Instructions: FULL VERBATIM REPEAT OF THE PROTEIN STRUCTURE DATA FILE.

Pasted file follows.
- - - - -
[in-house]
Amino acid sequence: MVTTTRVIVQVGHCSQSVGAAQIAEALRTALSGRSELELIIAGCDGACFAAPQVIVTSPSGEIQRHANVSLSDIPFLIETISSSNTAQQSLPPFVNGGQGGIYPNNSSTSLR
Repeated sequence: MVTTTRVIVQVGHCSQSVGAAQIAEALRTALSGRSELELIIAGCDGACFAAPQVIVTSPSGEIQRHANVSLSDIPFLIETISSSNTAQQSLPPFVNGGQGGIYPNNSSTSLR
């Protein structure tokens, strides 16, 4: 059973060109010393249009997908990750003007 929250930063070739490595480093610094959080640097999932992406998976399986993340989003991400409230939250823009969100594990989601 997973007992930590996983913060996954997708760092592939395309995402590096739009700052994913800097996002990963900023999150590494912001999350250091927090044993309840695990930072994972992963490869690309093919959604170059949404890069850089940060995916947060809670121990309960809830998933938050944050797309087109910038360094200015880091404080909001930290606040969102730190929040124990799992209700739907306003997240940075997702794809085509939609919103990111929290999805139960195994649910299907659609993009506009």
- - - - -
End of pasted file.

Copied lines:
[in-house]
Amino acid sequence: MVTTTRVIVQVGHCSQSVGAAQIAEALRTALSGRSELELIIAGCDGACFAAPQVIVTSPSGEIQRHANVSLSDIPFLIETISSSNTAQQSLPPFVNGGQGGIYPNNSSTSLR
Repeated sequence: MVTTTRVIVQVGHCSQSVGAAQIAEALRTALSGRSELELIIAGCDGACFAAPQVIVTSPSGEIQRHANVSLSDIPFLIETISSSNTAQQSLPPFVNGGQGGIYPNNSSTSLR
């Protein structure tokens, strides 16, 4: 059973060109010393249009997908990750003007 929250930063070739490595480093610094959080640097999932992406998976399986993340989003991400409230939250823009969100594990989601 997973007992930590996983913060996954997708760092592939395309995402590096739009700052994913800097996002990963900023999150590494912001999350250091927090044993309840695990930072994972992963490869690309093919959604170059949404890069850089940060995916947060809670121990309960809830998933938050944050797309087109910038360094200015880091404080909001930290606040969102730190929040124990799992209700739907306003997240940075997702794809085509939609919103990111929290999805139960195994649910299907659609993009506009």